Tulane

Two days later still, Cumberland defeated Tulane 28–0.

"SIAA championship game"

Cumberland tied John Heisman's Clemson Tigers in a game billed as the SIAA championship. Cumberland rushed out to an early 11 to 0 lead. Wiley Lee Umphlett in Creating the Big Game: John W. Heisman and the Invention of American Football writes, "During the first half, Clemson was never really in the game due mainly to formidable line play of the Bridges brothers–giants in their day at 6 feet 4 inches–and a big center named "Red" Smith, was all over the field backing up the Cumberland line on defense. Clemson had been outweighed before, but certainly not like this."

A contemporary account reads "The Clemson players seemed mere dwarfs as they lined up for the kickoff. To the crowd on the sidelines it didn't seem that Heisman's charges could possibly do more than give a gallant account of themselves in a losing battle." A touchdown was scored by fullback E. L. Minton (touchdowns were worth 5 points). Guard M. O. Bridges kicked the extra point. Halfback J. A. Head made another touchdown, but Bridges missed the try.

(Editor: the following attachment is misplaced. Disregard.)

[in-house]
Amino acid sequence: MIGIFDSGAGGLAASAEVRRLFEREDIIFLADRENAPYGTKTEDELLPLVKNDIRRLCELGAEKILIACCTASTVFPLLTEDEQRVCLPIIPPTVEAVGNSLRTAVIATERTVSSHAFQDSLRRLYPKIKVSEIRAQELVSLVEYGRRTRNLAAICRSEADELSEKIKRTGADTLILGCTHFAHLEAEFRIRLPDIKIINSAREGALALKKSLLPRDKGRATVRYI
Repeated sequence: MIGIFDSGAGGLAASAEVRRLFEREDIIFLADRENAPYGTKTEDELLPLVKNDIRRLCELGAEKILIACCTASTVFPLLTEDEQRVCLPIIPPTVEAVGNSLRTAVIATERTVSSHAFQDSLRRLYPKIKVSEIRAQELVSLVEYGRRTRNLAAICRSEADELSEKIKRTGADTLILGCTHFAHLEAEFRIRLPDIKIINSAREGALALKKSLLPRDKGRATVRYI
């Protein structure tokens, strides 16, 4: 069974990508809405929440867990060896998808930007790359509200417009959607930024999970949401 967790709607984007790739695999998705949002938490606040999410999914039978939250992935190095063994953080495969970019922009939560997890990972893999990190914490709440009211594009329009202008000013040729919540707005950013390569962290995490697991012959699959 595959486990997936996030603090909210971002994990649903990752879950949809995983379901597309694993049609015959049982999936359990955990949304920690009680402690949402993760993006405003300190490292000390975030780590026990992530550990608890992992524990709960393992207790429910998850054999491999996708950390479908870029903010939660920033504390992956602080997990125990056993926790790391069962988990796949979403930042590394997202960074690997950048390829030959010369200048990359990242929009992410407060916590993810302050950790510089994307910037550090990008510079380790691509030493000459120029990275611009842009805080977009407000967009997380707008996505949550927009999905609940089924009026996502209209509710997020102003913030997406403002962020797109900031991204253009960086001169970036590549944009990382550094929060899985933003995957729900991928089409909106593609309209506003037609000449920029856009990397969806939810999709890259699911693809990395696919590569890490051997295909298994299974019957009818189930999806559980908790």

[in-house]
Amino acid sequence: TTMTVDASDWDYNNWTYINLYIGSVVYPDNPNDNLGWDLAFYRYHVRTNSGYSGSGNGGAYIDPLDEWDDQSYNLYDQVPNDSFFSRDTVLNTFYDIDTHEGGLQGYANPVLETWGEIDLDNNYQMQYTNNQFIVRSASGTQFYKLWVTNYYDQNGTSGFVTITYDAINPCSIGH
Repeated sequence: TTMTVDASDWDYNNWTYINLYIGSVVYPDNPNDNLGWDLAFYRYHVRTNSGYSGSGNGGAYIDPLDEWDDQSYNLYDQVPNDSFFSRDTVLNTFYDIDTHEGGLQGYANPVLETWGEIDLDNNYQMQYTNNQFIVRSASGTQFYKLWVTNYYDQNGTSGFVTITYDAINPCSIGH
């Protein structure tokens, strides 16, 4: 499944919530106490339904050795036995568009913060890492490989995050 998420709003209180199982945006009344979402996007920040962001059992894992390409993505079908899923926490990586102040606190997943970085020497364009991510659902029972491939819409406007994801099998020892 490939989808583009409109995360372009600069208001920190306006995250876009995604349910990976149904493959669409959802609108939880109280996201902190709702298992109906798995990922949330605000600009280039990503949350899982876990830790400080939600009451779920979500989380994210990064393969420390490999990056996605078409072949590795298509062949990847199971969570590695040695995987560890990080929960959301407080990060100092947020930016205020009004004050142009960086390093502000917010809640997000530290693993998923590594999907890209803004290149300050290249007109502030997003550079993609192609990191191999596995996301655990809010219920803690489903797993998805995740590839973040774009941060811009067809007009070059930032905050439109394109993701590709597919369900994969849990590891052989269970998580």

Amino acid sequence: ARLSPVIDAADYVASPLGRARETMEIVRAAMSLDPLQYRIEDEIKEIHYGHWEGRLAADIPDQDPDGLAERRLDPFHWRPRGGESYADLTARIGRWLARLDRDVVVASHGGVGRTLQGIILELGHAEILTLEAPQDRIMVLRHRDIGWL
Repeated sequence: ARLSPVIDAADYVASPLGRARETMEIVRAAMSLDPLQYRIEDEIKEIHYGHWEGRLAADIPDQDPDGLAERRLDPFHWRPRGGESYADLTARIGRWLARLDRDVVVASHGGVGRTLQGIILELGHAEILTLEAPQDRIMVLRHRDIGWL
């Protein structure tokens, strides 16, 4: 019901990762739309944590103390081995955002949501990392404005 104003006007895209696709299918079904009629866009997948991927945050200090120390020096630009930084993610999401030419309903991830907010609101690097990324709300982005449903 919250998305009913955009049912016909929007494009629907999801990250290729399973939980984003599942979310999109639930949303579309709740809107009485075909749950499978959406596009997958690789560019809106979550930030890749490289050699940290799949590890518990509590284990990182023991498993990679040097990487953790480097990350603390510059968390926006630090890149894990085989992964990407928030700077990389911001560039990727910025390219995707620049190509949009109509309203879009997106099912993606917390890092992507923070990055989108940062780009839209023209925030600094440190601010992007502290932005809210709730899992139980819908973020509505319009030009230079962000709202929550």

After halftime, Clemson quarterback John Maxwell raced 100 yards for a touchdown. Clemson missed the try. Cumberland fumbled a punt and Clemson recovered. Cumberland expected a trick play when Fritz Furtick simply ran up the middle and scored. One account of the play reads "Heisman saw his chance to exploit a weakness in the Cumberland defense: run the ball where the ubiquitous Red Smith wasn't. So the next time Sitton started out on one of his slashing end runs, at the last second he tossed he ball back to the fullback who charges straight over center (where Smith would have been except that he was zeroing in on the elusive Sitton) and went all the way for he tying touchdown." Jock Hanvey kicked the extra point and the game ended in an 11–11 tie. The winning team was to be awarded the ball. Captain W. W. Suddarth of Cumberland wanted captain Hope Sadler of Clemson to get the ball, and Sadler insisted Suddarth should have it. Some ten minutes of bickering was resolved when the ball was given to patrolman Patrick J. Sweeney, for warning the media and fans to stay down in front and allow spectators to see the game. Heisman pushed for Cumberland to be named SIAA champions at year's end, and the school claims a share of the title. It was Heisman's last game as Clemson head coach.

The starting lineup was Waterhouse (left end), M. L. Bridges (left tackle), M. O. Bridges (left guard), Smith (center), Cragwall (right guard), Suddarth (right tackle), Spencer (right end), Smiser (quarterback), Head (left halfback), Anderson (right halfback), Minton (fullback).

Awards and honors

  • Captain: W. W. Suddarth
  • All-Southern: M. O. Bridges, W. W. Suddarth, Red Smith, J. C. Anderson.
  • References

    1903 Cumberland Bulldogs football team Wikipedia